AWP—hummm???

Average Wholesale Price (AWP) is often referred to as the wholesale price of medications.

That said, I do not use this platform to complain.  It is just not right to do.  I have always been of the thought that complaining does not do anything to help the situation and if you do not do anything to fix it, you are just complaining.  I’m here to state the facts.  Here’s the deal, sometimes a person needs medication and medications have a purpose but due to the changing environment of the insurance world medications are getting more and more difficult to obtain because of cost. This is the old “which came first, the chicken or the egg?” dilemma.  Some might say that pharmaceutical companies are raising their prices but for everyone that says that some are also blaming the insurance companies for increasing deductibles and formulary tiers.  That’s just one side that you, the patient, sees and we are very empathetic about it.  I’m here to shed some light on what we are going through in the office when I prescribe a medication.

When I choose to prescribe a medication it is because it is what is indicated by the condition presented in front of me.  We have electronic prescribing so it is immediately transmitted to the pharmacy to help get efficient fulfillment of your medication.  During this transaction, your insurance (if applicable) will be verified and if it is covered you are told what your copay will be depending on what tier it falls.  However, if you have an deductible that has not been met then, just like any insurance, you are subjected to whatever the cost will be out of pocket.  We usually get a phone for this and I am usually asked to change the medication, of course, to my second choice (which is called my ‘second choice’ for a reason).  If your insurance decides it needs further justification they may ask for us to complete a prior authorization (PA) –which is simply another hoop to jump through, that we do because we want you to get your medications.  Often times it is unnecessary, it will come back with a statement that the medication I thought was best for you initially is now being requested by the insurance company (who has not evaluated you–but asked for your diagnosis) thinks that the other medication would be better for you.  In the end who wins?  The better question is who loses?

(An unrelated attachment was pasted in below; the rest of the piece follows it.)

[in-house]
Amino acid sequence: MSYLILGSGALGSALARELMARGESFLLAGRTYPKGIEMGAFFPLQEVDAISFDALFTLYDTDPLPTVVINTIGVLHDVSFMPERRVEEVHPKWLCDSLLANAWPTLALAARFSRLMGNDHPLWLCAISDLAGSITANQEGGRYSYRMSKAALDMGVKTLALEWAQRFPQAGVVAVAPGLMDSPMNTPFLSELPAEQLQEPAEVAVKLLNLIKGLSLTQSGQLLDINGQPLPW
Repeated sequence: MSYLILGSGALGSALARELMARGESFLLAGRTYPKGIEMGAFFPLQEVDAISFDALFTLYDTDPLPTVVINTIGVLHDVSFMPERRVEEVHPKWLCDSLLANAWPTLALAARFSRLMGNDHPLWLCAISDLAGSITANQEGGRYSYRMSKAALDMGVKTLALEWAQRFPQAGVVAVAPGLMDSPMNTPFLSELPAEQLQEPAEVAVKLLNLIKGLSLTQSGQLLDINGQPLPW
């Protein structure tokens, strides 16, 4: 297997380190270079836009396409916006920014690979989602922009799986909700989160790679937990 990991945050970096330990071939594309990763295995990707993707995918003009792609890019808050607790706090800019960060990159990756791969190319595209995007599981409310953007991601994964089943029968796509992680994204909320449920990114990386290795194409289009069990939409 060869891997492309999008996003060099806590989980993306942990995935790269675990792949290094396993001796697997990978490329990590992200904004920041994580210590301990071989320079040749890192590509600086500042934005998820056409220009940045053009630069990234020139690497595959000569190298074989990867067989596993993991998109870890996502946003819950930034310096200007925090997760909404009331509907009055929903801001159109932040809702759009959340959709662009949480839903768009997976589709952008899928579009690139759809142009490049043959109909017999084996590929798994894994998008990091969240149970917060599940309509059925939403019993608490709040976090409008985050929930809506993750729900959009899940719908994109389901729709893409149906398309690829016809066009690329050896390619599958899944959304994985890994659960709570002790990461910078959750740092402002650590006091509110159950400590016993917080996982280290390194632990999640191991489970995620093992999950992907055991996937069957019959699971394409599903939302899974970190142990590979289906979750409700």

Just to recap:

  1. the patient does not have their medication OR the patient has decided to just pay for it
  2. the doctor has now had to succumb to the forces of the insurance company to save the patient from the above happening
  3. time has now passed that may have allowed the condition to exacerbate
  4. resources have been used, office staff, patient time in called both pharmacy and office, sometimes the insurance

What if you knew the AWP???  What if the AWP was less or minimally more than your copay?  What if you were able to obtain the medication I prescribed, what I thought was best for you, immediately without having to deal with the difficulties described above?

#SiennaEyeDoc

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